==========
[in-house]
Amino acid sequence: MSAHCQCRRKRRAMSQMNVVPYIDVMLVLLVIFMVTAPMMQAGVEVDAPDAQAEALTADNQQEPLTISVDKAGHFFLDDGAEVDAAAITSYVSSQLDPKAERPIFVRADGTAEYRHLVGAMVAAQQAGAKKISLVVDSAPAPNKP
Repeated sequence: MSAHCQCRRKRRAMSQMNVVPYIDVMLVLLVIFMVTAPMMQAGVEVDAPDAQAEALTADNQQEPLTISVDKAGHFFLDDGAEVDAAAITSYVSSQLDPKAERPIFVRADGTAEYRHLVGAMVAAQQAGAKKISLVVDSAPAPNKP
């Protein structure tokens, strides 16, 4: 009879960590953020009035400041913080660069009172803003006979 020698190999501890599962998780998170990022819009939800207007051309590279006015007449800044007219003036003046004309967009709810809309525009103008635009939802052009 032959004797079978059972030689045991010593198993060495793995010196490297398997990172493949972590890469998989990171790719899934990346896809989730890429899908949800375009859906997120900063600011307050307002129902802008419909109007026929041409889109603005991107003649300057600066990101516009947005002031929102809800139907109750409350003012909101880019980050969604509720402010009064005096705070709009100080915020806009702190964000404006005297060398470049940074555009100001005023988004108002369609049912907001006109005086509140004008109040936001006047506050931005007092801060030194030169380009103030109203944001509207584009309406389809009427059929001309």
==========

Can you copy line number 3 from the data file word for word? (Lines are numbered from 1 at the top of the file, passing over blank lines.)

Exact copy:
Repeated sequence: MSAHCQCRRKRRAMSQMNVVPYIDVMLVLLVIFMVTAPMMQAGVEVDAPDAQAEALTADNQQEPLTISVDKAGHFFLDDGAEVDAAAITSYVSSQLDPKAERPIFVRADGTAEYRHLVGAMVAAQQAGAKKISLVVDSAPAPNKP